I love figs, it is cold hardy and I needed a striking plant for a very small planting spot in my front yard.
T. Patrick K on Aug 6, 2017
Can grow in container
Olga G on Aug 1, 2017
Love tropical fruits! wish had the financial means to buy a lot more.
Fatima D on Jul 31, 2017
it's a hardy tree although we have a milder winter in NJ than Chicago.
eliseo a. a on Jul 30, 2017
I like figs and live in a cold winter climate.
Perry D on Jul 27, 2017
Nice looking tree
jay b on Jul 25, 2017
I did not see a space to enter code JULY for the free shipping - please adjust. thanks
Ken H on Jul 23, 2017
We had a fig tree in Oregon and loved it. Hoping this cold-hardy variety can thrive in Michigan!
Brad W on Jul 22, 2017
Have tried many times to grow figs and i hope this will survive the hard winter freezes
Fred J on Jul 20, 2017
I live in Northern CA elevation 3500 feet. Zone 5, I used to live in zone 8 and truly miss my fresh figs! I am a experienced Gardner but have never heard of the Chicago Fig tree. Hoping for great results. Thankyou
Laura C on Jan 8, 2018
Is rich in fiber and nutrients and very tasty. And very expensive if you buy it
Monserrat O on Dec 21, 2017
what is the ideal height to maintain this fig tree ?
alienann on May 10, 2015
BEST ANSWER: This variety is only supposed to grow to around 6 feet. I see no need to prune it to be smaller.
When will the fig bear fruit?
Helen Y M on Jun 3, 2014
BEST ANSWER: Figs tend to bear fruit no matter the age of the plant. We have seen some fig plants that are less than 2 years old, full of fruit.
Do I need to cover this fig in the winter. Living in the Reading, PA. Area. (South Eastern PA) thr taste of this fig has compared to other figs...sweetness and quality. Or, do you have a better selection for a fig tree in my area of PA? Thx!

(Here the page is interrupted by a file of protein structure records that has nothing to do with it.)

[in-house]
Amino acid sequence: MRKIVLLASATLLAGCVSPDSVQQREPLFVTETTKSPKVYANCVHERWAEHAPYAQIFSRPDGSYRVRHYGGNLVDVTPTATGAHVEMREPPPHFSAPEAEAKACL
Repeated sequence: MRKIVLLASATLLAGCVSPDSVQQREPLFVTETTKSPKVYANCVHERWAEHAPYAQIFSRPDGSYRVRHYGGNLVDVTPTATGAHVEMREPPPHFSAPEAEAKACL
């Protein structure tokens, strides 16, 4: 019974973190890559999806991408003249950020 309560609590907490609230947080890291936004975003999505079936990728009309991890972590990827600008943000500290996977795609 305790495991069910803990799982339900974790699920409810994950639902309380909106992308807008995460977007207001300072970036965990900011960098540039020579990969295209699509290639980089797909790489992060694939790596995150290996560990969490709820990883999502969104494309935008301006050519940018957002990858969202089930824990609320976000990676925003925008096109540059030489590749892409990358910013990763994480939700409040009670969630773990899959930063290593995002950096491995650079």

Bob M on Jun 18, 2014
BEST ANSWER: The Chicago Hardy Fig Tree won't need to be covered, but placing a sheet over it at night to protect it from frost will protect it if you get worried. Place mulch, pine straw or hay around your tree to keep the roots warm. It produces a sweet fig that's rich in flavor similar to the Turkey Fig.
can I grow it in a pot than bring indoors after all leave fall off?
Irene R on Jun 29, 2015
BEST ANSWER: That's what I do. In the fall, I bring our fig trees into the garage and let them winter over, giving them maybe a cup of water once a week. Keep trees out of direct sunlight (you can cover with black plastic). And then just put them back outside in the spring.
Do you need two trees to pollenate?
rob g on Jun 10, 2014
BEST ANSWER: The Chicago Hardy Fig Tree is self pollinating, so it doesn't need a mate. However multiple trees always help with pollination.
can this grow in Katonah NY? can I plant it in the earth or do I need a pot ?
Girija S on Jun 30, 2015
BEST ANSWER: Your growing zone is listed by the USDA as 6a, and since this fig is hardy up to zone 5, you should be able to grow it in the ground in Katonah, especially if you place it in a location protected from winter winds. A heavy mulch in winter would help, too, but remove it in spring.
Planted my Hardy Chicago Fig Tree September 2015. Appears to be growing well this year in warm sunny weather. Can you provide pruning instructions for optimum fruit yield ?
Felix L on Jul 12, 2016
BEST ANSWER: They produces fruit on old and new growth, but more prolifically on new
growth. Prune lightly in late winter just before new growth emerges to remove dead or
damaged wood, and open plant up to the sunlight